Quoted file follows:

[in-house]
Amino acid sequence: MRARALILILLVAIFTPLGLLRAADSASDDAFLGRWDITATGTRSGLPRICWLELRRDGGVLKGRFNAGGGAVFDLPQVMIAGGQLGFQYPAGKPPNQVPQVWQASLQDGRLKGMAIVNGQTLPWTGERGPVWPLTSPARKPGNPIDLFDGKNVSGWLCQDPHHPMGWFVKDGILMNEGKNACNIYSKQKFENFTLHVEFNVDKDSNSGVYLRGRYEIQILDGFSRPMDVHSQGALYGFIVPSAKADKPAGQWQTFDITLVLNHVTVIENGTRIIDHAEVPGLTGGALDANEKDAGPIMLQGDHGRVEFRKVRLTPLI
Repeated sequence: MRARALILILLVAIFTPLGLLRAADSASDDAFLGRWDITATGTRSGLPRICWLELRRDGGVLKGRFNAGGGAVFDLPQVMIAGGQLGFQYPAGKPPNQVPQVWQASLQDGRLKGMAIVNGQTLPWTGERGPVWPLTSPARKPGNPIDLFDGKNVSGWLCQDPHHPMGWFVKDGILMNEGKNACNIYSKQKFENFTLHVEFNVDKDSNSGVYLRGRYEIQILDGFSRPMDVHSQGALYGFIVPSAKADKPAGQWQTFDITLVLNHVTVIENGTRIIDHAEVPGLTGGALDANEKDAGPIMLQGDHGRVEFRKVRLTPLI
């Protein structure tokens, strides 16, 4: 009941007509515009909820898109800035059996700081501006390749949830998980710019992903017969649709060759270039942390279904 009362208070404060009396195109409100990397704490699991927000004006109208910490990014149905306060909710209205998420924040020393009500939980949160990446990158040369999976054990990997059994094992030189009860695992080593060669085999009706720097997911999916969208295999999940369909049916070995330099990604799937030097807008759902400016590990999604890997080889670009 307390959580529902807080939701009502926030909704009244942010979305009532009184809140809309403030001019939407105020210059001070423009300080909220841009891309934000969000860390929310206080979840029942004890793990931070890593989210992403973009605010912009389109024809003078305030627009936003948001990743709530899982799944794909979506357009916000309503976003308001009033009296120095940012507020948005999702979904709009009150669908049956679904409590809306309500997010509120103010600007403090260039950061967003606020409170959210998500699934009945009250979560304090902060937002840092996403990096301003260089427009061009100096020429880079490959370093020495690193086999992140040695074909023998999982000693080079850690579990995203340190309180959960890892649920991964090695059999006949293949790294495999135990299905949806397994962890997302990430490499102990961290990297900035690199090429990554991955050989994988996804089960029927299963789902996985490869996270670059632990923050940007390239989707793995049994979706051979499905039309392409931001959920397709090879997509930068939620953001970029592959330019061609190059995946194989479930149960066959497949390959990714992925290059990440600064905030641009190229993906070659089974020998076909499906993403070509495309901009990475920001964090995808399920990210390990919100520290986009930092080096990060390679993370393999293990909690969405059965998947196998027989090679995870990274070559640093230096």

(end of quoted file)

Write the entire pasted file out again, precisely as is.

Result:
[in-house]
Amino acid sequence: MRARALILILLVAIFTPLGLLRAADSASDDAFLGRWDITATGTRSGLPRICWLELRRDGGVLKGRFNAGGGAVFDLPQVMIAGGQLGFQYPAGKPPNQVPQVWQASLQDGRLKGMAIVNGQTLPWTGERGPVWPLTSPARKPGNPIDLFDGKNVSGWLCQDPHHPMGWFVKDGILMNEGKNACNIYSKQKFENFTLHVEFNVDKDSNSGVYLRGRYEIQILDGFSRPMDVHSQGALYGFIVPSAKADKPAGQWQTFDITLVLNHVTVIENGTRIIDHAEVPGLTGGALDANEKDAGPIMLQGDHGRVEFRKVRLTPLI
Repeated sequence: MRARALILILLVAIFTPLGLLRAADSASDDAFLGRWDITATGTRSGLPRICWLELRRDGGVLKGRFNAGGGAVFDLPQVMIAGGQLGFQYPAGKPPNQVPQVWQASLQDGRLKGMAIVNGQTLPWTGERGPVWPLTSPARKPGNPIDLFDGKNVSGWLCQDPHHPMGWFVKDGILMNEGKNACNIYSKQKFENFTLHVEFNVDKDSNSGVYLRGRYEIQILDGFSRPMDVHSQGALYGFIVPSAKADKPAGQWQTFDITLVLNHVTVIENGTRIIDHAEVPGLTGGALDANEKDAGPIMLQGDHGRVEFRKVRLTPLI
């Protein structure tokens, strides 16, 4: 009941007509515009909820898109800035059996700081501006390749949830998980710019992903017969649709060759270039942390279904 009362208070404060009396195109409100990397704490699991927000004006109208910490990014149905306060909710209205998420924040020393009500939980949160990446990158040369999976054990990997059994094992030189009860695992080593060669085999009706720097997911999916969208295999999940369909049916070995330099990604799937030097807008759902400016590990999604890997080889670009 307390959580529902807080939701009502926030909704009244942010979305009532009184809140809309403030001019939407105020210059001070423009300080909220841009891309934000969000860390929310206080979840029942004890793990931070890593989210992403973009605010912009389109024809003078305030627009936003948001990743709530899982799944794909979506357009916000309503976003308001009033009296120095940012507020948005999702979904709009009150669908049956679904409590809306309500997010509120103010600007403090260039950061967003606020409170959210998500699934009945009250979560304090902060937002840092996403990096301003260089427009061009100096020429880079490959370093020495690193086999992140040695074909023998999982000693080079850690579990995203340190309180959960890892649920991964090695059999006949293949790294495999135990299905949806397994962890997302990430490499102990961290990297900035690199090429990554991955050989994988996804089960029927299963789902996985490869996270670059632990923050940007390239989707793995049994979706051979499905039309392409931001959920397709090879997509930068939620953001970029592959330019061609190059995946194989479930149960066959497949390959990714992925290059990440600064905030641009190229993906070659089974020998076909499906993403070509495309901009990475920001964090995808399920990210390990919100520290986009930092080096990060390679993370393999293990909690969405059965998947196998027989090679995870990274070559640093230096």